Everything was focused on a single message: “Get Brexit Done”. Psychologically, it’s a simple, direct, emotional slogan that matches the vagueness of “Take Back Control” which cut through the expert debate in the EU referendum, and, as author Douglas Adams described when one of his characters tried to invent the Ultimate Question of Life the Universe and Everything, “sounds significant without actually tying you down to meaning anything at all”.  The Conservative manifesto was thin and vague, with a minimal amount of text and plenty of pictures; apart from more investing in the NHS and in the police, which they’d already announced, it was very little more than a shopping list of aspirations which they might get around to if they could “Get Brexit Done”.

Johnson himself took this message around the country, focusing on those constituencies where his Labour opponents held the seat, but where there were a high proportion of voters who had supported leaving in the referendum. Such was the focus on this strategy that Johnson refused to take part in all but the big set-piece debates on television, and even refused to be interviewed by the BBC’s Andrew Neil, even though all the other main party leaders had been subjected to his forensic scrutiny. Despite the negative press from this, Johnson continued to front the campaign stunts on the ground, and so the media were forced to cover these instead, and the broadcasters were only able to maintain the balance in their coverage (as required by the Representation of the People Act) by showing Johnson’s carefully stage-managed stump speeches. At one visit to a Leeds dairy the day before polling, he even avoided a live interview on ITV’s Good Morning Britain by strategically choosing to inspect an industrial refrigeration unit instead – and social media lit up with “Boris hides in a fridge” memes.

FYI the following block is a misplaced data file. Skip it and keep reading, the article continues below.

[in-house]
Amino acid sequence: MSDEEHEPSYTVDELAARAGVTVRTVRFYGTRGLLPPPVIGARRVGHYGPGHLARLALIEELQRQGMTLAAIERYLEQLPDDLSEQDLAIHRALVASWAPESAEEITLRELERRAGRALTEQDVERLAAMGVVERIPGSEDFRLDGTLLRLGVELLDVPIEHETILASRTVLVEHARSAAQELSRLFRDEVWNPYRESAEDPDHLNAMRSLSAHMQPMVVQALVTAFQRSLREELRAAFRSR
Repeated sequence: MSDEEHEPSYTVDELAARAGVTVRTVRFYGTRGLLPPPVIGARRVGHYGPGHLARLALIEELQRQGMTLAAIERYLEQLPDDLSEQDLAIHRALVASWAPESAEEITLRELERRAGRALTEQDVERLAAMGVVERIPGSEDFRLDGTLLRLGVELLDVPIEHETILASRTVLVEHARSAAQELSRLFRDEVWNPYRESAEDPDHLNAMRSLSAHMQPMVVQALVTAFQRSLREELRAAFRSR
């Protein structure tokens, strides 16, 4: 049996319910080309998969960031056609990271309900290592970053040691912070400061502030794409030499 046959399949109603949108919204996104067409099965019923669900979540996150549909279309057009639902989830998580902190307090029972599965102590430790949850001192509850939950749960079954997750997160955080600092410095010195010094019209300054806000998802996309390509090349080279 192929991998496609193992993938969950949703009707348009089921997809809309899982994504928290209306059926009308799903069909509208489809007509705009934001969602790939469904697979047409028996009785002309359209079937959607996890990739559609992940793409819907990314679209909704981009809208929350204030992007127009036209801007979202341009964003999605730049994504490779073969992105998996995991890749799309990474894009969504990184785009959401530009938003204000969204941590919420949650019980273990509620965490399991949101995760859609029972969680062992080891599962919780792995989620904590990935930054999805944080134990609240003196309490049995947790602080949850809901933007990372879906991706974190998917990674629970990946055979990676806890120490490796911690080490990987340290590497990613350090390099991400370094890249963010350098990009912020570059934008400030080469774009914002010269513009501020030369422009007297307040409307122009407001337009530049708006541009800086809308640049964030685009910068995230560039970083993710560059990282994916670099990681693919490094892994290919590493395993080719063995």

The reasoning behind this approach was clear: Boris Johnson is a carefully constructed character whose off-the-cuff, dishevelled appearance is deliberately designed to allow him to say anything he likes, even if it’s not true, and yet people will forgive him because, like them, he seems forgetful and bumbling and, well, human. Given that Johnson is an Oxford classics scholar who reads Greek poetry in the original Greek and punctuates his speeches with Latin, this is quite an achievement, but for the media, pinning the label of “dishonest” on him, which would instantly end the career of many other politicians, became like trying to nail fog to a wall.

If you’re thinking this is familiar, you’re right; this is exactly the same tactic used by Donald Trump, the millionaire businessman who convinced swathes of working class Americans that he was in their corner just because, like them, he “says what he thinks”, even when the media was queueing up to demonstrate that what he said was largely a pack of lies.